The Power of God, Who Wants it? Job? Gandalf?

This morning I was teaching Bible Study at my congregation on the book of Job.  What a study this has been!  If you want an in depth look at the human condition and human nature Job is the place to look.  During our study this morning we were reading about God's final conversation with Job in chapter 40.  In that chapter (as well as chapters 38-39) God is offering the final word on the discussions that have taken place throughout the book of Job.  God is especially addressing the moments where Job has seen fit to challenge God himself.  One such incident came in Job 30 where he says:
"God has cast me into the mire, and I have become like dust and ashes. I cry to you for help and you do not answer me; I stand, and you only look at me. You have turned cruel to me; with the might of your hand you persecute me. (Job 30:19-21)"

 Job is so frustrated with what has happened to him, and the lack of answers he is getting that he accuses God of having turned cruel to him and persecuting him.  Of course, God was at work through all of this, not turning cruel though, and God's perspective came in the Job 40 passages we read today.  Part of the response looked like this: 
"Dress for action like a man; I will question you, and you make it known to me. Will you even put me in the wrong? Will you condemn me that you may be in the right? Have you an arm like God, and can you thunder with a voice like his? “Adorn yourself with majesty and dignity; clothe yourself with glory and splendor. Pour out the overflowings of your anger, and look on everyone who is proud and abase him. Look on everyone who is proud and bring him low and tread down the wicked where they stand. Hide them all in the dust together; bind their faces in the world below. Then will I also acknowledge to you that your own right hand can save you. (Job 40:7-14)"
God points out to Job that though His ways are not fully understood, and even though Job sees God's ways as being cruel to Him, the fault does not lay with God.  In truth, we simply cannot understood the wisdom of all God's ways.   When they don't make sense to us we have to accept God's promise, as He tells us in Romans 8:28, "we know that for those who love God all things work together for good."  

Having come across these passages from Job in our discussions in recent weeks this led us to an interesting discussion.  The temptation before us is to think that if we had God's power, we would do things differently. Indeed, that's how we think.  If I could control the scope of my life and my tolerance threshold for suffering I would better say what I deserve.  Yet these thoughts are full of disastrous implications.  Can you imagine what would happen if any one of us were to have God's power?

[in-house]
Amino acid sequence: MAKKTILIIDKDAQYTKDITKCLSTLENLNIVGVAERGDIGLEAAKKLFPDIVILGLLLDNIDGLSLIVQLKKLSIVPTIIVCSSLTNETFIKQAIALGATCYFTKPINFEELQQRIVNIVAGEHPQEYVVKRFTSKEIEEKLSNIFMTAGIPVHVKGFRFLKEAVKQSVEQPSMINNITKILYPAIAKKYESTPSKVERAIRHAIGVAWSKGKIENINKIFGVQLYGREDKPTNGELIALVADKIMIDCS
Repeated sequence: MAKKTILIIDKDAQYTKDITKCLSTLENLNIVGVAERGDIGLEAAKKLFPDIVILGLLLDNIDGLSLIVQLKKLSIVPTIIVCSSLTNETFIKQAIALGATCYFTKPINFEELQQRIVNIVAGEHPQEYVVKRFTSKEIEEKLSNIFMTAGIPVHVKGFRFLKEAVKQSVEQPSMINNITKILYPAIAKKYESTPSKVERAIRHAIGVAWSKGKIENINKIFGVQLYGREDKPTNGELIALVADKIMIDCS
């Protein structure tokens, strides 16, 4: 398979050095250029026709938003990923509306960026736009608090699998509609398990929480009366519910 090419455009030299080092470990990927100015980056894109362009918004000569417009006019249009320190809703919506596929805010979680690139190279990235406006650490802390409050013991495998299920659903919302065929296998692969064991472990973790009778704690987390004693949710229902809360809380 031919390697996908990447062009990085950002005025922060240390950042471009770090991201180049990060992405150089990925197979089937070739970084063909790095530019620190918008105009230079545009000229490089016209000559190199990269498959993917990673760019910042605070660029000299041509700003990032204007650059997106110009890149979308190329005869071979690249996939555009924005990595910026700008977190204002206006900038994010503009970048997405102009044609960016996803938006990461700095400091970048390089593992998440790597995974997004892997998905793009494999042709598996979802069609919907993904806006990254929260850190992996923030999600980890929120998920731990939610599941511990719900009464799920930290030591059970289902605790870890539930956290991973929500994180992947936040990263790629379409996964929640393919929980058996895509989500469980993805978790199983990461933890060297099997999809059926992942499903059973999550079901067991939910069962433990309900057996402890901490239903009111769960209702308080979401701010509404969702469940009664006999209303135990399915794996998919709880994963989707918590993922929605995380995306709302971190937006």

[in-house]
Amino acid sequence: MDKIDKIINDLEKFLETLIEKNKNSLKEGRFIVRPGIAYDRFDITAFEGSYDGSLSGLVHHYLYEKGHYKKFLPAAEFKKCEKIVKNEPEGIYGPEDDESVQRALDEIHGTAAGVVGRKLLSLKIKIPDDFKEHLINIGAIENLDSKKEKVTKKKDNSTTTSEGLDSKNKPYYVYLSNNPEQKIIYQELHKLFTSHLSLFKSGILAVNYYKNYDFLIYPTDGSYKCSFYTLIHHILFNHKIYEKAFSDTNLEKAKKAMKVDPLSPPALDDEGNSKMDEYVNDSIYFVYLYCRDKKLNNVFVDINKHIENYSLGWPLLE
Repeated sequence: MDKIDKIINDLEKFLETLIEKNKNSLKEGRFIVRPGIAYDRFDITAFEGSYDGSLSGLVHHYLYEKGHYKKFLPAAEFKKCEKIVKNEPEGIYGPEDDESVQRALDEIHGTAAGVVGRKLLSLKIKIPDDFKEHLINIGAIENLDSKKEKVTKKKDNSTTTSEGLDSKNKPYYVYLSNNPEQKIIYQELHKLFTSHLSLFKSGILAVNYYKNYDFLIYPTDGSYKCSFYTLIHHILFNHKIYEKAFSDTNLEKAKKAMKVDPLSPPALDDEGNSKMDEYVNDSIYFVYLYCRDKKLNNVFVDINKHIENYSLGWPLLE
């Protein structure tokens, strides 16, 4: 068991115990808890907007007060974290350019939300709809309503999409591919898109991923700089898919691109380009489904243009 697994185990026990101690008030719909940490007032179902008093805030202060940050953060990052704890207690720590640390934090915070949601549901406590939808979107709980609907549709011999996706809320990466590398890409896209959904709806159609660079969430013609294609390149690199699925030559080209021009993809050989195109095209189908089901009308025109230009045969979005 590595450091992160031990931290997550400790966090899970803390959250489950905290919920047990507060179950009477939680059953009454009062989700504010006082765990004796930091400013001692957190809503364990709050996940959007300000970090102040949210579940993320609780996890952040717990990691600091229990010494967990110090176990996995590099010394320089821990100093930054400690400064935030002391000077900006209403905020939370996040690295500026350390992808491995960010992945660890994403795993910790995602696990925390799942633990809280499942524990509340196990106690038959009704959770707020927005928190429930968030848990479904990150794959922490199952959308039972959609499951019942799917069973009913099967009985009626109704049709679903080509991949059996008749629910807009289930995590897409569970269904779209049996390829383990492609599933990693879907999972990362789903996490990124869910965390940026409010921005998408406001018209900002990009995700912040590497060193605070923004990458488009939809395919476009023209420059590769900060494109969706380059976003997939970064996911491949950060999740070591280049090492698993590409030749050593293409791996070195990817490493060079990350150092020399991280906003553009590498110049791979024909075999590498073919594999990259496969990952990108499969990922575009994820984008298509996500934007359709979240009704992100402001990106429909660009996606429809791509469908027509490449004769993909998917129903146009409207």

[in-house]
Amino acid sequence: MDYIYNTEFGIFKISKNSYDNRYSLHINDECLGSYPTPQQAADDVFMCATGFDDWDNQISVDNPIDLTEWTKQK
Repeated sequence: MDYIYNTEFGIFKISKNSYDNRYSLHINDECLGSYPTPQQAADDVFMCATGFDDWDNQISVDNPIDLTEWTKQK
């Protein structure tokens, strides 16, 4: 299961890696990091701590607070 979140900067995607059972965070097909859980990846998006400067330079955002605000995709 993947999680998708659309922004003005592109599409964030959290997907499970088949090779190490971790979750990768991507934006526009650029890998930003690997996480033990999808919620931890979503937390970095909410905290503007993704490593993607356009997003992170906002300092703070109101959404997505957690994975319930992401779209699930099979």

Well a wise wizard once had this chance and he wisely turned it down.  If you recall a scene early on in The Fellowship of the Ring by J.R.R. Tolkien it finds Gandalf the wizard and Frodo the hobbit coming to an understanding that Frodo possesses the one ring; a ring of immense power (and evil).  As Frodo begins to understand what Gandalf is saying about the potential of this ring, and the wickedness of those who are looking for it, he insists Gandalf the wizard take the ring.  Here is how the discussion continues in the movie version of Fellowship:
Gandalf: "You cannot offer me this Ring!"Frodo: "I'm giving it to you!"Gandalf: "Don't tempt me Frodo! I dare not take it. Not even to keep it safe. Understand Frodo, I would use this Ring from a desire to do good. But through me, it would wield a power too great and terrible to imagine."
Gandalf's response has always struck me.  Surely a wise, benevolent, kind wizard such as Gandalf could take this ring of power and do great things with it. Not so.  He even points out he would use it from a desire to do good.  "But through me" he says, "it would wield a power too great and terrible to imagine."   Power is like that with us as sinful human beings.  Many, if not most, might seek to use power, in whatever form we have it, out of a desire to do good.  But through us, that is, because we are sinful, power can bring about terrible things.  And its safe to say that with the more power we have the more likely it is to bring about evil. 

If we were ever to be instilled with the power of God our own selfishness would quickly take over and we would begin to mold the world to our own benefit and in our image, which is not a good thing.  Thankfully, Job was never given this power, and neither will we.  Though Job long wondered about the meaning of his sufferings and the purposes of God in it, and we do too, I am thankful that knowing God's promises of love and forgiveness we can be comforted that even through our own suffering, and as we bear our cross, we have a beautiful end coming to it all through faith in Jesus Christ.  

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